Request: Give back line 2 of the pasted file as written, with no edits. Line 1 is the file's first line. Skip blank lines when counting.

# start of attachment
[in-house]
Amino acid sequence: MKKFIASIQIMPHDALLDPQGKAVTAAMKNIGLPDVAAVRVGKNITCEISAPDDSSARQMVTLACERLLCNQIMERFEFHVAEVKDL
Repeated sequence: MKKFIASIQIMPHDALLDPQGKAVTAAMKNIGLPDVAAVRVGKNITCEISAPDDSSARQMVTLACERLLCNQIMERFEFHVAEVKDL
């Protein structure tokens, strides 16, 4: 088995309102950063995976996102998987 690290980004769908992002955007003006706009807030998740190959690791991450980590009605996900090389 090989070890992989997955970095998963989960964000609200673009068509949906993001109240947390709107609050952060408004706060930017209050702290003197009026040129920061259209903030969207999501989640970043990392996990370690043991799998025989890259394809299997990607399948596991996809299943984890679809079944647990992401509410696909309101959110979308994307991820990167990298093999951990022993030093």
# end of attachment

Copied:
Amino acid sequence: MKKFIASIQIMPHDALLDPQGKAVTAAMKNIGLPDVAAVRVGKNITCEISAPDDSSARQMVTLACERLLCNQIMERFEFHVAEVKDL